A Roomful Of Reunions At Gotham Awards

The stars were out abundance at the 56th annual awards dinner of the New York Film Critics Circle, with Madonna, Liza Minnelli, Jessica Lange and Nick Nolte among the presenters.

Under NYFCC chairman Rex Reed, this year’s ceremony at the Pegasus Room atop Rockefeller Center took on some aspects of a roast, with Reed making often unprintable but amusing cracks in his lengthy introductions of the participants.

Reed referred to the incestuous nature of the event, and indeed many of the winners and presenters were teamed up on current or upcoming film projects. Annette Bening, co-star of “The Grifters,” presented the NYFCC best picture award to producers Irwin Winkler and Barbara De Fina for Warner Bros.’ “Goodfellas.” She is co-starring with Robert De Niro in Winkler’s debut film as director, WB’s “Guilty By Suspicion.”

This presentation near the end of the long evening was followed by Martin Scorsese (who also acts in “Guilty By Suspicion” portraying a Joseph Loseyesque director) receiving the best director scroll for “Goodfellas” from Lange and Nolte. Lange, Nolte, Scorsese and De Niro had all flown in from the Florida location of Universal’s “Cape Fear” remake and were headed back to warmer climes for a Monday morning shoot.

Big surprise was Madonna as the presenter for the best foreign film to a picture she said she was particularly taken with, Miramax’ “The Nasty Girl.” She handed the scroll to German director Michael Verhoeven, whose wife, Senta Berger, also took a bow in the audience. Madonna was seated with Harvey and Bob Weinstein at the Miramax table; distrib is prepping release of her concert film “Truth Or Dare.”

Miramax was also repped with two awards for its current pic, “Mr. & Mrs. Bridge.” Producer Ismail Merchant celebrated a 30-year teaming by handing scripter Ruth Prawer Jhabvala the scroll for best original screenplay, and Paul Newman gave his wife, Joanne Woodward, the best actress scroll for the Merchant Ivory pic. Newman noted that Woodward was “the igniter, the initiator of the project.” James Ivory, who directed, took a bow in the audience.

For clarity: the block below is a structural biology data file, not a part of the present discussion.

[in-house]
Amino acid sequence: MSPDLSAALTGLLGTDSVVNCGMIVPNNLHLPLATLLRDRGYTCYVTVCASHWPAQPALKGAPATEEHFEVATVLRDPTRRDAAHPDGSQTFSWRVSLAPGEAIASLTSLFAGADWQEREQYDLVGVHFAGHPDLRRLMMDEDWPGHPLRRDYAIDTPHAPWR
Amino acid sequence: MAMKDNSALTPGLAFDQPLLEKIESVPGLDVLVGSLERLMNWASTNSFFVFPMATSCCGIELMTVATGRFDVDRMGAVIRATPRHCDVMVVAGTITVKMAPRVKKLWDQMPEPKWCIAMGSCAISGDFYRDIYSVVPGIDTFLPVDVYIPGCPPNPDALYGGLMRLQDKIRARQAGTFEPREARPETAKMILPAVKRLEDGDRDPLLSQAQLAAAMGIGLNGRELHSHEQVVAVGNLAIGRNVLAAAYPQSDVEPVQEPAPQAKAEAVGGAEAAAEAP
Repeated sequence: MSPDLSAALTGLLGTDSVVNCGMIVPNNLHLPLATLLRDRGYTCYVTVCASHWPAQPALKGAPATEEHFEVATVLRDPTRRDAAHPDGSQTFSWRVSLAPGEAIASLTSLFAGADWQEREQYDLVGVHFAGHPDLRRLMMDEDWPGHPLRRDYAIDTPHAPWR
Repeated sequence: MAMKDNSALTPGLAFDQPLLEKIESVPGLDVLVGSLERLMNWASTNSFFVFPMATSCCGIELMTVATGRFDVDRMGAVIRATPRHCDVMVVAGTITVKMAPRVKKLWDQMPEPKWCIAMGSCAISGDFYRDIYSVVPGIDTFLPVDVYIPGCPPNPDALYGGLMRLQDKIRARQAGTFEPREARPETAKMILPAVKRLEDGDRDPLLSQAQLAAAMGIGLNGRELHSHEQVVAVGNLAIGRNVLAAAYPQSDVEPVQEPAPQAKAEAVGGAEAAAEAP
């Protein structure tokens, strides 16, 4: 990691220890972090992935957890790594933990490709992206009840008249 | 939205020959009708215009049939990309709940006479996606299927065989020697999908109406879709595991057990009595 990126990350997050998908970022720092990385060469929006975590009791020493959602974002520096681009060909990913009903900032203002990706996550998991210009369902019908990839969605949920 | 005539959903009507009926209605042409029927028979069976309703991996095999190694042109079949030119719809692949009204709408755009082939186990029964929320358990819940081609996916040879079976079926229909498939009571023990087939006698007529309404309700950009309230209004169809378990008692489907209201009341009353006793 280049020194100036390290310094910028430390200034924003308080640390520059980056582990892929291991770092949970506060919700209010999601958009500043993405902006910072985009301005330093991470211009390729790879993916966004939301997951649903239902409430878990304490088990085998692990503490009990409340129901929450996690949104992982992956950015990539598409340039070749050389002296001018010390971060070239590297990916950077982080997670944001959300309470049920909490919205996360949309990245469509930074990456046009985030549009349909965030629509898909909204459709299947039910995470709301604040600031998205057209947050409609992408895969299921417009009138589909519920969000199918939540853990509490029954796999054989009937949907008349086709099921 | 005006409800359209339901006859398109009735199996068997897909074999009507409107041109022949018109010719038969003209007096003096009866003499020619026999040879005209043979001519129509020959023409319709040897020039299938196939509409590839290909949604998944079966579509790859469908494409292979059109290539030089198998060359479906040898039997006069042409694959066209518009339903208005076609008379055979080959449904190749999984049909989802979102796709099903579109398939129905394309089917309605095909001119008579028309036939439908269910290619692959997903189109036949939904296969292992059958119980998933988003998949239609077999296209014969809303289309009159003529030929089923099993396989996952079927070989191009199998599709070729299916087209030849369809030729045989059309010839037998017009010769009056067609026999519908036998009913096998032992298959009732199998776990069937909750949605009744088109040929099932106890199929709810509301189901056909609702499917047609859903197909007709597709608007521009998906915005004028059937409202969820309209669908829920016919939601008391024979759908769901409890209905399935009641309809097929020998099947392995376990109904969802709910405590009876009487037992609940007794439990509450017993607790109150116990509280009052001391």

De Niro picked up his best actor honors for both “Goodfellas” and Columbia’s “Awakenings,” thanking both directors Scorsese and Penny Marshall. Presenter was Liza Minnelli, who had co-starred with De Niro in Scorsese’s “New York, New York.”

Another reunion took place during the presentation of the best supporting actor award to Bruce Davison for the Goldwyn release “Longtime Companion.” Award was presented by director Frank Perry, who recalled how Davison was “the armature” that made his 1968 production “Last Summer” work (it was Davison’s film debut).

Best supporting actress Jennifer Jason Leigh paid tribute to her two directors, George Armitage (“Miami Blues”) and Uli Edel (“Last Exit To Brooklyn”), with latter taking a bow in the audience. Jonathan Demme, a producer of “Miami Blues,” gave Leigh her scroll.

Kathy Bates, currently starring in “Misery” and a supporting actress in “Dick Tracy,” accepted best cinematography honors on behalf of “Tracy” lenser Vittorio Storaro for his lensing of Bernardo Bertolucci’s WB film “The Sheltering Sky.” Storaro could not attend, as he was filming in the Italian alps.

Wendy Keys of the Film Society of Lincoln Center presented the best first film award to Whit Stillman for his New Line release, “Metropolitan,” which had been shown by the Film Society and Museum of Modern Art in last spring’s New Directors/New Films series.

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